2. Alternative Source of Energy
Remember that the thermal degradation of waste plastics produces fuel byproducts. Thus, it is important to highlight the fact that pyrolysis, particularly when applied in plastics, is an energy recovery method. The technology can supplement the energy supply of a specific community while reducing the need to extract, transport, and burn fossil fuels to maintain energy security. Note that the upstream, midstream, and downstream activities of the hydrocarbon industry are energy intensive.
Energy recovery via plastic pyrolysis has also specific advantages over fossil fuels. Researchers P. T. Benavides et al. from the Argonne National Laboratory conducted a life-cycle analysis of fuels from post-use non-recycled plastics. Their findings showed that when compared to ultra-low-sulfur diesel derived from post-use plastics with the same fuel from conventional sources, pyrolysis technique reduced greenhouse gas emissions by up to 14 percent, water usage by 58 percent, and fossil fuel-derived energy usage by 96 percent.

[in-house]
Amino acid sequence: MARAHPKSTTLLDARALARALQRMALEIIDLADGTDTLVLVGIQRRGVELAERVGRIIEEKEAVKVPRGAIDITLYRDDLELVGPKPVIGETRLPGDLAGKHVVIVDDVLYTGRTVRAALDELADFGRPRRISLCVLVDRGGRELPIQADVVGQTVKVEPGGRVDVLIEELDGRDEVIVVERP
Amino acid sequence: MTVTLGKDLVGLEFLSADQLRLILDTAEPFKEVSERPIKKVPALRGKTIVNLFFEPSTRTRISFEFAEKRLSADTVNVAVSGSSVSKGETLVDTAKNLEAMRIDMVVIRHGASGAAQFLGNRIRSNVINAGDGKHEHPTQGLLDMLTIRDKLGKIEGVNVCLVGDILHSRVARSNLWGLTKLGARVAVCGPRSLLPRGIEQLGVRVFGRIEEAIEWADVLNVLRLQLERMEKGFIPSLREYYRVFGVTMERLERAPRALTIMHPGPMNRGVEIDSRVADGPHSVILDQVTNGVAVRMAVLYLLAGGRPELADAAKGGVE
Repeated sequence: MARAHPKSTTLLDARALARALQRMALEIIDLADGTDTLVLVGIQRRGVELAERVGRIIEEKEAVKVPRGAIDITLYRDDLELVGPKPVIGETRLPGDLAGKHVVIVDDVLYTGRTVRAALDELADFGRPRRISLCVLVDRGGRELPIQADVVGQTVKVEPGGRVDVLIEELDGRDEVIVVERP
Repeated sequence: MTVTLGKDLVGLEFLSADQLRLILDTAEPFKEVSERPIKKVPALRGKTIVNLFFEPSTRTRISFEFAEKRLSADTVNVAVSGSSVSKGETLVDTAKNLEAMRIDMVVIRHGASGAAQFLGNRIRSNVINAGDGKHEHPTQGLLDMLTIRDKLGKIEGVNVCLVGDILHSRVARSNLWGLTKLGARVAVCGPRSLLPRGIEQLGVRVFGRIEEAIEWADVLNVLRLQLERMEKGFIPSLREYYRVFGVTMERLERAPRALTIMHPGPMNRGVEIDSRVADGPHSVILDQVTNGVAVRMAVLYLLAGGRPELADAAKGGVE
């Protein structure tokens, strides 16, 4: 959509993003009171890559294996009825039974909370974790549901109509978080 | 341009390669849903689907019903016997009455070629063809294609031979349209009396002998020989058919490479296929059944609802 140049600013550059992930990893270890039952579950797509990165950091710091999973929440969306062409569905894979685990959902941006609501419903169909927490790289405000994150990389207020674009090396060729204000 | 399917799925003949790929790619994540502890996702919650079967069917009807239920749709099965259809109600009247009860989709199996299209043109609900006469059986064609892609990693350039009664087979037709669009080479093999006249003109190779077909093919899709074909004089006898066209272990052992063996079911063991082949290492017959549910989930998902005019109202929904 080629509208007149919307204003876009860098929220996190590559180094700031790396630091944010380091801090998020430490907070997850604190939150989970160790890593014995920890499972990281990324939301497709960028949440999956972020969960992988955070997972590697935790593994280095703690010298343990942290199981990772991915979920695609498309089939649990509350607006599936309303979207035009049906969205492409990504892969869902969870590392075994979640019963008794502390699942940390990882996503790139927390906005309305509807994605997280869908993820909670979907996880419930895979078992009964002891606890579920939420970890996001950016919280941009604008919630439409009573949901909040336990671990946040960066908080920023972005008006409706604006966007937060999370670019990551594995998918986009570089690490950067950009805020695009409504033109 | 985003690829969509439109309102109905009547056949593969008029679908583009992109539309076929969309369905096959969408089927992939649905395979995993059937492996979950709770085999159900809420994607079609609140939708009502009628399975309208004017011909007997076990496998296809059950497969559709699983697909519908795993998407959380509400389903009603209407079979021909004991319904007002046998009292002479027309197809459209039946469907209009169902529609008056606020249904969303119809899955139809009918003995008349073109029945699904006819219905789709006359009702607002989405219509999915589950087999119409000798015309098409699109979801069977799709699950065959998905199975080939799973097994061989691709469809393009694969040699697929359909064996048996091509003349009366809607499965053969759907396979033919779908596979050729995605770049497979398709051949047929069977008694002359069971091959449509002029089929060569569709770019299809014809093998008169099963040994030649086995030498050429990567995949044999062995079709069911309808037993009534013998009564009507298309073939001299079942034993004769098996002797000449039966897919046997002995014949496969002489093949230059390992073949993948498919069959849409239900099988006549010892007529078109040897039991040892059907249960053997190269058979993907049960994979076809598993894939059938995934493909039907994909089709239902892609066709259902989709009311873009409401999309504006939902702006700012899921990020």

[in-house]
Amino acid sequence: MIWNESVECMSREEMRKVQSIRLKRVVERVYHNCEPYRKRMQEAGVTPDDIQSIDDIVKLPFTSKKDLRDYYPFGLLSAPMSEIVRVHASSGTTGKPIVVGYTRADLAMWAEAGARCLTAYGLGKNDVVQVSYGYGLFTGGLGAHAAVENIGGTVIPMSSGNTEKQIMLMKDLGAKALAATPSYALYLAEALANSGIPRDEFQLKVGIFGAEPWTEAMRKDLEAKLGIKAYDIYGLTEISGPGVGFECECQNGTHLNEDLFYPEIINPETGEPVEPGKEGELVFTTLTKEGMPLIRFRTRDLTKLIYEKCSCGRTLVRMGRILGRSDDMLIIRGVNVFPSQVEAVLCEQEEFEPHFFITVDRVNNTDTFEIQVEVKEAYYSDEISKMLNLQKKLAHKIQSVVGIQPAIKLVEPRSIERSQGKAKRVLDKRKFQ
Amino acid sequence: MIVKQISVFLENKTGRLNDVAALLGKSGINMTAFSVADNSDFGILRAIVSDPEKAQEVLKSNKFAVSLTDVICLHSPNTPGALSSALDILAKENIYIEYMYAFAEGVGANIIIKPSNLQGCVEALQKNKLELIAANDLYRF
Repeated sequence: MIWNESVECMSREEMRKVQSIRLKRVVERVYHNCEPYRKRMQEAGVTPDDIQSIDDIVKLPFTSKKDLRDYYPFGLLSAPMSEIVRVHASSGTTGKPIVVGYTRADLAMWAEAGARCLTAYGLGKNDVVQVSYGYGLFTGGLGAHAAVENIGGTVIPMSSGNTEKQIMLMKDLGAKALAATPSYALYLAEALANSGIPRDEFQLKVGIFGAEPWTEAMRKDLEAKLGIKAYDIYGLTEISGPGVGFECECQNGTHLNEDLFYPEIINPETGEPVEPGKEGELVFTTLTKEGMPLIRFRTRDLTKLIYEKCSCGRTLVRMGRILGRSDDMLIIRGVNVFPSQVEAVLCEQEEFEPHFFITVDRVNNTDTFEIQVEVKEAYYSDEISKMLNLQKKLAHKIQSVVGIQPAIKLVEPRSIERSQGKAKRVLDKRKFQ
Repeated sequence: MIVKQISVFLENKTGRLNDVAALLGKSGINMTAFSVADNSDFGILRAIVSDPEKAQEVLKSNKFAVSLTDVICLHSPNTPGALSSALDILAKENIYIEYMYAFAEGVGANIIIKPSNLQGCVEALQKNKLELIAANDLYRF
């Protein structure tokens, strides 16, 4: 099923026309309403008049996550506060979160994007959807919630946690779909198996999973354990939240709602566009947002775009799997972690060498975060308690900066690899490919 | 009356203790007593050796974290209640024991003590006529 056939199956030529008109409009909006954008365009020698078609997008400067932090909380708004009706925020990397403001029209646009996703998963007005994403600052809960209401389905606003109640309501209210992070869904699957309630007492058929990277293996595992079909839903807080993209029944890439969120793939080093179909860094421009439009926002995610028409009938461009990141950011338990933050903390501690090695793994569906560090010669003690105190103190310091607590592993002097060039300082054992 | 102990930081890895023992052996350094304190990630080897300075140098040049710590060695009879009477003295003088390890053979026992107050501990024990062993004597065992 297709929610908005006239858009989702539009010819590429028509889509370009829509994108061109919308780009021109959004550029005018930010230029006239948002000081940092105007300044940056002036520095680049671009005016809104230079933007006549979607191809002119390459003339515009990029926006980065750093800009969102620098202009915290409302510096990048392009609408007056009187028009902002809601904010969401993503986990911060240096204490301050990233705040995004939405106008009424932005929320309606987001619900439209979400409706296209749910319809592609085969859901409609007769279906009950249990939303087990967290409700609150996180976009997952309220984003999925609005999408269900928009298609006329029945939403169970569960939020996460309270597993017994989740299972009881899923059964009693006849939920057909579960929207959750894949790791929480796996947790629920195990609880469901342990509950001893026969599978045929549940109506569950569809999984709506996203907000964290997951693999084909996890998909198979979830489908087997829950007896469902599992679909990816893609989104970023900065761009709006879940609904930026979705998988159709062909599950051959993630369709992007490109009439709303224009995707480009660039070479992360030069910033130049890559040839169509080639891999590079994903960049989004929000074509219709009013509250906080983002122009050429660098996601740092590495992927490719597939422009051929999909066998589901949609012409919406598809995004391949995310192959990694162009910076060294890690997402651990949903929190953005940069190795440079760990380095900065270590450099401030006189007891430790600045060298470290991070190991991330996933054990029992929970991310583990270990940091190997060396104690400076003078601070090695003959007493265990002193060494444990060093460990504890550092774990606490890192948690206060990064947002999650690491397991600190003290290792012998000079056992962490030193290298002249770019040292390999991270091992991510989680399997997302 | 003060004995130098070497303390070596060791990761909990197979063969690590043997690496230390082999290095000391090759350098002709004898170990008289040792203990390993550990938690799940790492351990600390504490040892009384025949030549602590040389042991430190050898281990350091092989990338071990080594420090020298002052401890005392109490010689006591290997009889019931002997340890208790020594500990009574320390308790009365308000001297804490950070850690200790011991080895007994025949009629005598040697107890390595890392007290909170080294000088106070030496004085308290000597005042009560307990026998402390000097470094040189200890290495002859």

3. Source of Economic Activity
The operation of pyrolysis facilities, as well as the activities built around energy recovery from waste plastics by pyrolysis, can have economic and social benefits. These facilities can generate jobs, become a source of livelihoods in communities, and become a primary industry. Apart from the labor requirements of building and operating pyrolysis plants, community members can immerse themselves in enterprises involved in collecting and sorting solid waste materials.